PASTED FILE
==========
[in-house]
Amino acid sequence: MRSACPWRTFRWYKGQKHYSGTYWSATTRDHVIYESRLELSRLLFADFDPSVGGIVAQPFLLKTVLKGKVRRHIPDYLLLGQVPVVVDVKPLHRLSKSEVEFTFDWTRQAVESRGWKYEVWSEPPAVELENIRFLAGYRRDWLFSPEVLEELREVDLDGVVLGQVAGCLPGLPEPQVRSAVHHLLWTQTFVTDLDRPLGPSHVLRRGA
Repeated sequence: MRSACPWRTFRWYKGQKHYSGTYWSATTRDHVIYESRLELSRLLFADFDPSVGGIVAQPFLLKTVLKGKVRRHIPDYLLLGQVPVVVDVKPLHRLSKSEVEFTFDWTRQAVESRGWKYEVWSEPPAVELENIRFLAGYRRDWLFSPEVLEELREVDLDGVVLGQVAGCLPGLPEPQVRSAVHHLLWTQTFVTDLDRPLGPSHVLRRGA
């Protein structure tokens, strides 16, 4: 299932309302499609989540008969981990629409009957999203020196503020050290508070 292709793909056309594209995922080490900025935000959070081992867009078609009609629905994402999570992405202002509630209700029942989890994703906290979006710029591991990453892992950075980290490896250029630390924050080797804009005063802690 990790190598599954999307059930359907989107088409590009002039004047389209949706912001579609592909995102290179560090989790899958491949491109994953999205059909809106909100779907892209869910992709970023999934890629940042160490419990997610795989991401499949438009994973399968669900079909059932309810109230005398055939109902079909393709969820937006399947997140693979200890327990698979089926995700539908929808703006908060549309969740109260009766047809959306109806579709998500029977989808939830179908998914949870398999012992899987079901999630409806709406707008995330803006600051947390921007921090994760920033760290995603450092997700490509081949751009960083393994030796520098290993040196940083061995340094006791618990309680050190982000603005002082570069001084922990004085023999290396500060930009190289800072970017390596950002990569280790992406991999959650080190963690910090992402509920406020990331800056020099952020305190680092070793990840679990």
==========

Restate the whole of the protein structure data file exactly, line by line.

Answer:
[in-house]
Amino acid sequence: MRSACPWRTFRWYKGQKHYSGTYWSATTRDHVIYESRLELSRLLFADFDPSVGGIVAQPFLLKTVLKGKVRRHIPDYLLLGQVPVVVDVKPLHRLSKSEVEFTFDWTRQAVESRGWKYEVWSEPPAVELENIRFLAGYRRDWLFSPEVLEELREVDLDGVVLGQVAGCLPGLPEPQVRSAVHHLLWTQTFVTDLDRPLGPSHVLRRGA
Repeated sequence: MRSACPWRTFRWYKGQKHYSGTYWSATTRDHVIYESRLELSRLLFADFDPSVGGIVAQPFLLKTVLKGKVRRHIPDYLLLGQVPVVVDVKPLHRLSKSEVEFTFDWTRQAVESRGWKYEVWSEPPAVELENIRFLAGYRRDWLFSPEVLEELREVDLDGVVLGQVAGCLPGLPEPQVRSAVHHLLWTQTFVTDLDRPLGPSHVLRRGA
């Protein structure tokens, strides 16, 4: 299932309302499609989540008969981990629409009957999203020196503020050290508070 292709793909056309594209995922080490900025935000959070081992867009078609009609629905994402999570992405202002509630209700029942989890994703906290979006710029591991990453892992950075980290490896250029630390924050080797804009005063802690 990790190598599954999307059930359907989107088409590009002039004047389209949706912001579609592909995102290179560090989790899958491949491109994953999205059909809106909100779907892209869910992709970023999934890629940042160490419990997610795989991401499949438009994973399968669900079909059932309810109230005398055939109902079909393709969820937006399947997140693979200890327990698979089926995700539908929808703006908060549309969740109260009766047809959306109806579709998500029977989808939830179908998914949870398999012992899987079901999630409806709406707008995330803006600051947390921007921090994760920033760290995603450092997700490509081949751009960083393994030796520098290993040196940083061995340094006791618990309680050190982000603005002082570069001084922990004085023999290396500060930009190289800072970017390596950002990569280790992406991999959650080190963690910090992402509920406020990331800056020099952020305190680092070793990840679990």